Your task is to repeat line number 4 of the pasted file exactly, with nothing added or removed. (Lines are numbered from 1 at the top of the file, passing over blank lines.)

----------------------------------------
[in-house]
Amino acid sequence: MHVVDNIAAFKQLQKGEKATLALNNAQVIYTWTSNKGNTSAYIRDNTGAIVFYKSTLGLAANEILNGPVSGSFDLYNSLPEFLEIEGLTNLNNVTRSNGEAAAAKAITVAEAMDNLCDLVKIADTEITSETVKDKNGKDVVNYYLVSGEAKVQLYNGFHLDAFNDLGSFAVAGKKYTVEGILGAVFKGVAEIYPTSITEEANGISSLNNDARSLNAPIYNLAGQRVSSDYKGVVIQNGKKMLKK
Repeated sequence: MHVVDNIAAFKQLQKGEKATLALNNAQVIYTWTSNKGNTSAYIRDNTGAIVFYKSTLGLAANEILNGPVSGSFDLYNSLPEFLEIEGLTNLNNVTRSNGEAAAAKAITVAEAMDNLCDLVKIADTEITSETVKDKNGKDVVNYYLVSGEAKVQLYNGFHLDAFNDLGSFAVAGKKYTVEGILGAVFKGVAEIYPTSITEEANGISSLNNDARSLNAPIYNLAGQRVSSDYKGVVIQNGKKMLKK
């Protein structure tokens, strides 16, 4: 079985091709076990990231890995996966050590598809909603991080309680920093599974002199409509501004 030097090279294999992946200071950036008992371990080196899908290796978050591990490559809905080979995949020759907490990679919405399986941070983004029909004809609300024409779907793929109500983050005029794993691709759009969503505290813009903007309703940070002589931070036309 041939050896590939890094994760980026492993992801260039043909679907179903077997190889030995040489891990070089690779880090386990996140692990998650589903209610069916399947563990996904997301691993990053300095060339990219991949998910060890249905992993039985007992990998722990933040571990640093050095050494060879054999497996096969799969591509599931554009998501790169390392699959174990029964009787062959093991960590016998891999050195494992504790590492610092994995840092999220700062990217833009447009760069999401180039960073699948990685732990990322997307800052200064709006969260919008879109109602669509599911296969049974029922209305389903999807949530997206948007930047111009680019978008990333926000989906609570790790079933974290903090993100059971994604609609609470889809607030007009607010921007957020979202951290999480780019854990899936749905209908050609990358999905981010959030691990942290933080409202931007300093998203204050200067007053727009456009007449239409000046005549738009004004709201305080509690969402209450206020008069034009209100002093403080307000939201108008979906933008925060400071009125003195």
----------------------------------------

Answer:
């Protein structure tokens, strides 16, 4: 079985091709076990990231890995996966050590598809909603991080309680920093599974002199409509501004 030097090279294999992946200071950036008992371990080196899908290796978050591990490559809905080979995949020759907490990679919405399986941070983004029909004809609300024409779907793929109500983050005029794993691709759009969503505290813009903007309703940070002589931070036309 041939050896590939890094994760980026492993992801260039043909679907179903077997190889030995040489891990070089690779880090386990996140692990998650589903209610069916399947563990996904997301691993990053300095060339990219991949998910060890249905992993039985007992990998722990933040571990640093050095050494060879054999497996096969799969591509599931554009998501790169390392699959174990029964009787062959093991960590016998891999050195494992504790590492610092994995840092999220700062990217833009447009760069999401180039960073699948990685732990990322997307800052200064709006969260919008879109109602669509599911296969049974029922209305389903999807949530997206948007930047111009680019978008990333926000989906609570790790079933974290903090993100059971994604609609609470889809607030007009607010921007957020979202951290999480780019854990899936749905209908050609990358999905981010959030691990942290933080409202931007300093998203204050200067007053727009456009007449239409000046005549738009004004709201305080509690969402209450206020008069034009209100002093403080307000939201108008979906933008925060400071009125003195």